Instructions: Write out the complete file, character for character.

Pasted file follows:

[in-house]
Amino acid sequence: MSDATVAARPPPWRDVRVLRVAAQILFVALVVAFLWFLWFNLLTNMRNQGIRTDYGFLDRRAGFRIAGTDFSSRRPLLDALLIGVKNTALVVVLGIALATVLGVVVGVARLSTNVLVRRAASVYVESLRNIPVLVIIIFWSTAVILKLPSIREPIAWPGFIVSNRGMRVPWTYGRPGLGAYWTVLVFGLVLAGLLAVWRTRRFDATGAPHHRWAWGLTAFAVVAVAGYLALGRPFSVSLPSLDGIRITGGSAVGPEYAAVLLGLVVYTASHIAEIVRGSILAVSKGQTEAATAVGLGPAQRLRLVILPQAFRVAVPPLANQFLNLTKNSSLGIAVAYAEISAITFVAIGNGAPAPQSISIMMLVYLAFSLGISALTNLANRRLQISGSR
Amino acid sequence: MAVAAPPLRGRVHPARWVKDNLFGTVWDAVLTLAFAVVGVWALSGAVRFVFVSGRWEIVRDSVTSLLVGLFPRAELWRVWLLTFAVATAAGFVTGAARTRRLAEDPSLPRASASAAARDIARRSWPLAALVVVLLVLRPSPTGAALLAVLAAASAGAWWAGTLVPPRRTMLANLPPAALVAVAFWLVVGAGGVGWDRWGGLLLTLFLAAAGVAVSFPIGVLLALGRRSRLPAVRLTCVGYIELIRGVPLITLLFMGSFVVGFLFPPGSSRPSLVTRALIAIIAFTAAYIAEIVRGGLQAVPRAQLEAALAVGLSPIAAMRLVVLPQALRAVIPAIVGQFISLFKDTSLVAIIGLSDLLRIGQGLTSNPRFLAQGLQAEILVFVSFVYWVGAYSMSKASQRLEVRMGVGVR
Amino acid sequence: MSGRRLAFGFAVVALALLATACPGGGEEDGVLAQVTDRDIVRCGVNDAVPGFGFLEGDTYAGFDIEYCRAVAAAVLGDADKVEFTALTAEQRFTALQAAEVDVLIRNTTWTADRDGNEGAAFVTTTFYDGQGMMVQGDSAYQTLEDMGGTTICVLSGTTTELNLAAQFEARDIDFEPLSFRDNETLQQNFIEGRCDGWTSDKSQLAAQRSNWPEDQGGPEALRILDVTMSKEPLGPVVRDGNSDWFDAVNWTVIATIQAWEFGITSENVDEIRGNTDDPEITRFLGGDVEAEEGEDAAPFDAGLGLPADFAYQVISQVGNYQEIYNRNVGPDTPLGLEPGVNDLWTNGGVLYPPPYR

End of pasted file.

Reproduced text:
[in-house]
Amino acid sequence: MSDATVAARPPPWRDVRVLRVAAQILFVALVVAFLWFLWFNLLTNMRNQGIRTDYGFLDRRAGFRIAGTDFSSRRPLLDALLIGVKNTALVVVLGIALATVLGVVVGVARLSTNVLVRRAASVYVESLRNIPVLVIIIFWSTAVILKLPSIREPIAWPGFIVSNRGMRVPWTYGRPGLGAYWTVLVFGLVLAGLLAVWRTRRFDATGAPHHRWAWGLTAFAVVAVAGYLALGRPFSVSLPSLDGIRITGGSAVGPEYAAVLLGLVVYTASHIAEIVRGSILAVSKGQTEAATAVGLGPAQRLRLVILPQAFRVAVPPLANQFLNLTKNSSLGIAVAYAEISAITFVAIGNGAPAPQSISIMMLVYLAFSLGISALTNLANRRLQISGSR
Amino acid sequence: MAVAAPPLRGRVHPARWVKDNLFGTVWDAVLTLAFAVVGVWALSGAVRFVFVSGRWEIVRDSVTSLLVGLFPRAELWRVWLLTFAVATAAGFVTGAARTRRLAEDPSLPRASASAAARDIARRSWPLAALVVVLLVLRPSPTGAALLAVLAAASAGAWWAGTLVPPRRTMLANLPPAALVAVAFWLVVGAGGVGWDRWGGLLLTLFLAAAGVAVSFPIGVLLALGRRSRLPAVRLTCVGYIELIRGVPLITLLFMGSFVVGFLFPPGSSRPSLVTRALIAIIAFTAAYIAEIVRGGLQAVPRAQLEAALAVGLSPIAAMRLVVLPQALRAVIPAIVGQFISLFKDTSLVAIIGLSDLLRIGQGLTSNPRFLAQGLQAEILVFVSFVYWVGAYSMSKASQRLEVRMGVGVR
Amino acid sequence: MSGRRLAFGFAVVALALLATACPGGGEEDGVLAQVTDRDIVRCGVNDAVPGFGFLEGDTYAGFDIEYCRAVAAAVLGDADKVEFTALTAEQRFTALQAAEVDVLIRNTTWTADRDGNEGAAFVTTTFYDGQGMMVQGDSAYQTLEDMGGTTICVLSGTTTELNLAAQFEARDIDFEPLSFRDNETLQQNFIEGRCDGWTSDKSQLAAQRSNWPEDQGGPEALRILDVTMSKEPLGPVVRDGNSDWFDAVNWTVIATIQAWEFGITSENVDEIRGNTDDPEITRFLGGDVEAEEGEDAAPFDAGLGLPADFAYQVISQVGNYQEIYNRNVGPDTPLGLEPGVNDLWTNGGVLYPPPYR